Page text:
A deadly disease has been spreading among cats in Oklahoma in recent weeks, affecting dozens of pets across the region.
According to KFOR, the disease, dubbed "Bobcat Fever," has been spreading throughout rural Oklahoma, killing the cats who contract the disease very quickly. "Bobcat Fever" is called such because the disease's original hosts are the bobcats that roam the wooded areas of Oklahoma. Ticks that bite the bobcats then spread the disease to common house cats.
The disease does not appear to affect the bobcats themselves, and this particular disease targets only cats, not dogs or other pets. Ticks have been a common problem for pet owners in the area, and they have been briefed on the various ailments that their pets may be exposed to as a result of tick bites.
"The Lone Star tick has been carrying this disease for a long time, and cats have been getting it for a long time,” Dr. Laura Nafe, a veterinarian at OSU, told The Norman Transcript. “The Lone Star Tick is really common in Oklahoma and it carries a lot of diseases that affect cats and dogs.”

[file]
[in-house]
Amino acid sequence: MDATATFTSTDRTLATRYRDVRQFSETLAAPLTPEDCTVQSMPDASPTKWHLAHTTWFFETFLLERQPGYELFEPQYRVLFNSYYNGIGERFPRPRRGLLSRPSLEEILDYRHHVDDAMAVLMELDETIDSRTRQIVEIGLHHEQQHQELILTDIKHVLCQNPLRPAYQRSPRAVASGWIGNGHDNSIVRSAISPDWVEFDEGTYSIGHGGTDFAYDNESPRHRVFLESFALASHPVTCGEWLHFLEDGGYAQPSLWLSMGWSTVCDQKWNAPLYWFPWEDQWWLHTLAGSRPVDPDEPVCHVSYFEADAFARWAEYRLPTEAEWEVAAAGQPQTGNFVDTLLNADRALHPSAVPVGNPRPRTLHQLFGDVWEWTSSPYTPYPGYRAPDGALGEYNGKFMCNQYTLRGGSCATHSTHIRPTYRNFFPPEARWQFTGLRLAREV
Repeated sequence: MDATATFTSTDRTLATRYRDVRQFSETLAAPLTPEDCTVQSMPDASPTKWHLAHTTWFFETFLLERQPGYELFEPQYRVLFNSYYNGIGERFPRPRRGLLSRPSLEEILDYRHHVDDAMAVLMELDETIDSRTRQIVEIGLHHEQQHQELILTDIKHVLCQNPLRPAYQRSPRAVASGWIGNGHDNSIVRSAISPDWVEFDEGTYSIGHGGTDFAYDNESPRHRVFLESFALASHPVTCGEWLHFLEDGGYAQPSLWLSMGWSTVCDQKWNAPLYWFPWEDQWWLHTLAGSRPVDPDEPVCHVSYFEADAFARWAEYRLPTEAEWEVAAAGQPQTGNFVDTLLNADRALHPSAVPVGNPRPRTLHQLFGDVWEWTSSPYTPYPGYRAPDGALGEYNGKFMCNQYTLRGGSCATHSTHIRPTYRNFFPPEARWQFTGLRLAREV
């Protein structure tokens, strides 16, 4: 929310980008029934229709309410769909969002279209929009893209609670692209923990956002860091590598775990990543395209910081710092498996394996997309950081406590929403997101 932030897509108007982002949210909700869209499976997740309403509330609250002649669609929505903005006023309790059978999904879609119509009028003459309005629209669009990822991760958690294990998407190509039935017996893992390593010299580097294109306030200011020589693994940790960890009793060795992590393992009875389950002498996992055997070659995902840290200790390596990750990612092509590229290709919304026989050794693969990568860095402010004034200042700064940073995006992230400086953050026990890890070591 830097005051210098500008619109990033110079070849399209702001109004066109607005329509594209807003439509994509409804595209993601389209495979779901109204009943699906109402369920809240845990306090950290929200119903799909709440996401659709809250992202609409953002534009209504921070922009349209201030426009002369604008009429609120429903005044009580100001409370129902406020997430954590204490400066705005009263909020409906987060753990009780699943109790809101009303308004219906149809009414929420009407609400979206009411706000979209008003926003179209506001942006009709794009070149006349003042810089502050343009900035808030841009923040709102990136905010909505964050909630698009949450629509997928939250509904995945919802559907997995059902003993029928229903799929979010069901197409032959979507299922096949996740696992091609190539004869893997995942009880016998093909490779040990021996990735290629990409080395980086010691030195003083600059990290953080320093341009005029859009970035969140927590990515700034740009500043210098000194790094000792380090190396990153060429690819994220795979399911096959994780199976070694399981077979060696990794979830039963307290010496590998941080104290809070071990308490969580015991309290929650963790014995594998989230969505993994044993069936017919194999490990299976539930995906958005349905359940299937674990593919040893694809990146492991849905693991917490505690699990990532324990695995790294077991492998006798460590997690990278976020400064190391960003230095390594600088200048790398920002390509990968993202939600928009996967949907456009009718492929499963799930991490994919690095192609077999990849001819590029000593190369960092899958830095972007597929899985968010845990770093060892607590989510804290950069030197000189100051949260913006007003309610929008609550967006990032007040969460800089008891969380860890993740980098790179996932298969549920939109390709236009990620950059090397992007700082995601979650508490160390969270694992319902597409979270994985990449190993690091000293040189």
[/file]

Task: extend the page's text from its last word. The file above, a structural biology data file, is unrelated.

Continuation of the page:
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"Bobcat Fever" can kill the infected cat within a week after the onset of symptoms, according to KFOR.
“It was just so sudden, I didn’t know about it prior to this,” resident and cat owner Barbara Tarbutton told The Norman Transcript. Tarbutton's cat contracted the disease and died in a matter of days. Tarbutton had been using topical flea and tick preventative on her cat, as well as medication administered by the veterinarian after the disease had spread.
“He couldn’t walk right and had a little blood from his nose," she said. "We took him to the vet, but he died. They put in a lot of effort to make sure that’s what it was and to get the medication."
Vets say that even with medication and treatment, cats infected with Bobcat Fever face survival odds of only 50 percent. They advise prevention in addition to treatment, telling pet owners to keep an eye out for bites and to keep pets inside, if possible.
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"The ticks this year have been awful. I've probably seen a five- to 10-fold increase and tick diseases this year not just in cats but dogs also,” Dr. David Biles, a vet with a Norman-area animal hospital, told KFOR.
"If we can get to it early enough, there are therapies we can do that will help the cat, but most cats will get the disease and pass away," Biles said.